Three tips to make a translator go the extra mile for you

I love nothing more than going the extra mile for my clients. It’s in my DNA. I’m a perfectionist and cannot resist highlighting things that could be improved in the original document and finding ways to make things more efficient and clear, even if the client has only purchased my basic translation package.

You must be wondering: what is the secret? What makes the difference to translators?

Here are my top three tips.

  1. Be nice – This seems obvious but it does make a difference. I know you are busy and stressed and in the middle of urgent matters and emails but it’s worth taking care over the tone of your emails. In my early days as a junior lawyer, I had so many matters to work on, so many foreign counsels to deal with, so many third parties to coordinate that I would send very short, curt replies to emails which, when read in the cold light of day, could seem a bit dry and harsh. I never meant to be abrupt but like you, I was just so busy. If someone called me out of the blue with a question, I would be talking to them inattentively while reading my emails or continuing to type whatever it was I had been working on before picking up the phone. The result was that the other person would usually not be proactive and try to make my life easier. Thankfully, I realised early on that this was not the way I wanted to communicate and I learned to slow down and avoid multi-tasking. So, if you receive an email from your translator with queries, it is worth finding a few minutes to read it carefully and answer the queries properly. If a translator calls you, stop what you are doing and turn your attention to the conversation. The call doesn’t usually last long and it may make a big difference to the end product.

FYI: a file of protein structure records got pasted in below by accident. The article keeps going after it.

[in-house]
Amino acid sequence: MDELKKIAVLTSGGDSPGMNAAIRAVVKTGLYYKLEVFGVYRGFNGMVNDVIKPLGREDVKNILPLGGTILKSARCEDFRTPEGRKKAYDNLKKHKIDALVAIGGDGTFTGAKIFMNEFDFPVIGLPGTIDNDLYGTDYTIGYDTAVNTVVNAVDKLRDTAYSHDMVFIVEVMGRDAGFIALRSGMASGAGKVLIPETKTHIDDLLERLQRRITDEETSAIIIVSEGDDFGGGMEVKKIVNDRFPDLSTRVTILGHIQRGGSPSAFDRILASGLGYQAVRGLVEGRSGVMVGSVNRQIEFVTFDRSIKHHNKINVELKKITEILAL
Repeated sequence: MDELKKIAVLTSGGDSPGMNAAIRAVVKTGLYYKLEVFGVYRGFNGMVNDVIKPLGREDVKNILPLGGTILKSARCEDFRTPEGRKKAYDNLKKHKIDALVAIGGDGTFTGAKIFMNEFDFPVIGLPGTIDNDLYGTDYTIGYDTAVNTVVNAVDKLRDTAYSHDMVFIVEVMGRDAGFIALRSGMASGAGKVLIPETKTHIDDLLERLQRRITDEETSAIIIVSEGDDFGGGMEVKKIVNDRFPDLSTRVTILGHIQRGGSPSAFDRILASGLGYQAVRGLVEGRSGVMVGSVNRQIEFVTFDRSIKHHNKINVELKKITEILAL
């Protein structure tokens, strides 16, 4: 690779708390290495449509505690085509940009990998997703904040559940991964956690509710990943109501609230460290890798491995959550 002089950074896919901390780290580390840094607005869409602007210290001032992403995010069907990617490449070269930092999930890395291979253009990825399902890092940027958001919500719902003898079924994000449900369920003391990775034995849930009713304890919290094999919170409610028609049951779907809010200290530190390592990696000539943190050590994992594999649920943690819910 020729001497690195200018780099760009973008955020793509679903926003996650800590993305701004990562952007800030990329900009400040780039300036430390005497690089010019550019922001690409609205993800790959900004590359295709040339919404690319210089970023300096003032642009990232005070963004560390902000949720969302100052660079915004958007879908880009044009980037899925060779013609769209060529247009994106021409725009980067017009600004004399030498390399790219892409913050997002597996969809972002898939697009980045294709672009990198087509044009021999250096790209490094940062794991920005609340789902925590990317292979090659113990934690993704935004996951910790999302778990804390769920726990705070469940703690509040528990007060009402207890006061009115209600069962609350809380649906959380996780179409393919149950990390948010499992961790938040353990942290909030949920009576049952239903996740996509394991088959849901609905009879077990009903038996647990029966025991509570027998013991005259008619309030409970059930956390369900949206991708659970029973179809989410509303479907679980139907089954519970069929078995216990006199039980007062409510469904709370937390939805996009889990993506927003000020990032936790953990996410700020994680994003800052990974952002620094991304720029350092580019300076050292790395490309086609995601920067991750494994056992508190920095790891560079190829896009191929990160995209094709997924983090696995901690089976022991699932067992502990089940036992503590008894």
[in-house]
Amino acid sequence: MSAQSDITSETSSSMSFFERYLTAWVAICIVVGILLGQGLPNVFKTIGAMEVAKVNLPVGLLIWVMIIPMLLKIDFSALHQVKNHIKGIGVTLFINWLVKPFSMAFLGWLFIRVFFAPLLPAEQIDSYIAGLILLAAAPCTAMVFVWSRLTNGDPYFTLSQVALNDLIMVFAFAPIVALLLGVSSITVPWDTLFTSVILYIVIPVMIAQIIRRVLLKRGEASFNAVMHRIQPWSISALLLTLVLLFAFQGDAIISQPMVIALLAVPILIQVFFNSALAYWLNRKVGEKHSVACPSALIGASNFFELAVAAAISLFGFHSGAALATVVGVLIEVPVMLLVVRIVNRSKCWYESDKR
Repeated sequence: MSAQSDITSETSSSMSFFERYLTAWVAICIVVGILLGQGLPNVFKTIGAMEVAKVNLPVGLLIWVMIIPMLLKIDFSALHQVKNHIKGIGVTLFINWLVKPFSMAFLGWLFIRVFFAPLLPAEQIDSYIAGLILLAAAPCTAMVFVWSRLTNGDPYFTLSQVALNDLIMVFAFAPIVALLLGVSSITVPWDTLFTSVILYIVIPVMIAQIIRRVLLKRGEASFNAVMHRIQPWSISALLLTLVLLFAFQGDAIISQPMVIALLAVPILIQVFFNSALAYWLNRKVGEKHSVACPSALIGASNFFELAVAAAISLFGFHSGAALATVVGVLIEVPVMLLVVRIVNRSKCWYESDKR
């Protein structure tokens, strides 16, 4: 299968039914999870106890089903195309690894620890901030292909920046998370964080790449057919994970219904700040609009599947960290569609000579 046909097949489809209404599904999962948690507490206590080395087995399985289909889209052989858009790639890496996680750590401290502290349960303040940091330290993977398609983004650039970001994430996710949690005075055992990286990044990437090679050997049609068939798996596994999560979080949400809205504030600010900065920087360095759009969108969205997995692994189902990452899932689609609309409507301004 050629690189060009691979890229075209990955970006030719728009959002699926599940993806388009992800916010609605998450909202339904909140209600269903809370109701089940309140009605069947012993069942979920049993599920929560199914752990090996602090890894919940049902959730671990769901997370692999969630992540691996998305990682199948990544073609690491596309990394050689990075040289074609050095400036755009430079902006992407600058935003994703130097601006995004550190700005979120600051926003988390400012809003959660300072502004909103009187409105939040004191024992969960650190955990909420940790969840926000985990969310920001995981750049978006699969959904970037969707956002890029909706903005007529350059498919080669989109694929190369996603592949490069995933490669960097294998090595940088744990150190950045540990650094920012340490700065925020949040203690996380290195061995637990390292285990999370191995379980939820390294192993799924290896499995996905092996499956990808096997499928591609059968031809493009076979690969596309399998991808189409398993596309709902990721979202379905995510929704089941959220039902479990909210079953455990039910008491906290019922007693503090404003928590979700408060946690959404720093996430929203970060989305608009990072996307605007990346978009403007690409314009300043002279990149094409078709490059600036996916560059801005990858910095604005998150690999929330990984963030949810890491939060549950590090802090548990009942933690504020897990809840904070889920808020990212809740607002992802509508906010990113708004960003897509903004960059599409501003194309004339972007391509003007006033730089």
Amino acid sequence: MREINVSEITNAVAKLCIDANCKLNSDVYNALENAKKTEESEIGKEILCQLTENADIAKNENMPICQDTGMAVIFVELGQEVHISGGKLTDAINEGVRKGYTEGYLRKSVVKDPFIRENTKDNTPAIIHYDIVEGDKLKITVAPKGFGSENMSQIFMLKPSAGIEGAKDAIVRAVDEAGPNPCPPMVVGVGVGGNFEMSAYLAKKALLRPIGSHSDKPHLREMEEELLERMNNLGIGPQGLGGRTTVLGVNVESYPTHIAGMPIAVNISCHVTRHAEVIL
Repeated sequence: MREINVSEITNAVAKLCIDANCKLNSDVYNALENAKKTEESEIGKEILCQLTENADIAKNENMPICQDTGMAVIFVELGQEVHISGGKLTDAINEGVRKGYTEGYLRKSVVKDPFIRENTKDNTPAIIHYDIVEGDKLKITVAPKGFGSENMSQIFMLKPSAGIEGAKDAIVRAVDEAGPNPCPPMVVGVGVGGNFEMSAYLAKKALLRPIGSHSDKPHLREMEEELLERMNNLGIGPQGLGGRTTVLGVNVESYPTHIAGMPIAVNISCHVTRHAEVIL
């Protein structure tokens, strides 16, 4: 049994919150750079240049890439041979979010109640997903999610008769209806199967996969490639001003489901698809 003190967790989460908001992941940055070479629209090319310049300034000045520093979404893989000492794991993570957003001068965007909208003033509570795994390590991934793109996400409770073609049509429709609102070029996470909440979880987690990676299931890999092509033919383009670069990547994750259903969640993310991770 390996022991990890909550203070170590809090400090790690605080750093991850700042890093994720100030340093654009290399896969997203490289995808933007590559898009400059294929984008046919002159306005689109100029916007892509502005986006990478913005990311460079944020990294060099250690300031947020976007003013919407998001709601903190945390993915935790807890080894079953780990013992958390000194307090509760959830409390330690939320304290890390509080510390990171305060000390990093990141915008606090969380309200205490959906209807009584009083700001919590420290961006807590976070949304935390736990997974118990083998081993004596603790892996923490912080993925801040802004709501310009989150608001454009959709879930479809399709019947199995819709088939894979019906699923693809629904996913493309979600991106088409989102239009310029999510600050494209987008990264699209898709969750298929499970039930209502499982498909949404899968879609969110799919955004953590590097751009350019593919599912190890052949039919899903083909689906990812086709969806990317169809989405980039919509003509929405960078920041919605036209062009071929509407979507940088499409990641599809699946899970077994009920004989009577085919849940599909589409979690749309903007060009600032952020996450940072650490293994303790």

2. Always say thank you – It has happened that I have spent a lot of time on a translation and feel really good about the end product. I carefully craft my delivery email and send it to the client with pride. And then nothing. For days, even weeks. Often until the next job. I have never had a complaint about my work so far and I know the clients are happy because they keep coming back. But I have this feeling of disappointment. I guess it’s the same reason why we lawyers prefer to work for some partners rather than others. Most of my deals involved working like crazy to draft and negotiate the documents, have all the conditions precedents in place and coordinate a closing that could be very tricky. After the closing took place, when I received an email from the partner in charge thanking me for my hard work I felt very differently from when I heard nothing. When you hear nothing you feel unappreciated and over time you just do what is required to deliver high quality work but have no incentive to go that extra mile.
  3. Be flexible and understanding when you can – As a lawyer, everything is urgent and time-critical. Your clients put pressure on you to deliver and in turn, you put pressure on third parties. But as you have most probably experienced, sometimes you deliver this urgent draft to the partner in charge and it sits on his or her desk for a few days before they return it to you with some comments. You will remember this bitter feeling because you stayed up all night to complete it on time. The same goes for translators. It is a translator’s responsibility only to accept deadlines they can meet. Sometimes, your favourite translator will tell you from the outset that they cannot meet your desired deadline and that they require an extra day. Before trying to put pressure on them, pause and think whether your deadline really is non-negotiable. If it’s only your agenda that is dictating the timing, could you reorganise a few things and move tasks around? More often than not, you can. If you have been flexible in the past then on those occasions when you really need to receive the translated document on a particular day because, say, you need to file it at court (as has happened to me, where delivery of a translated document has been within a few hours of filing a last minute piece of evidence), the same translator will remember your past flexibility and will be more inclined to go the extra mile for you.



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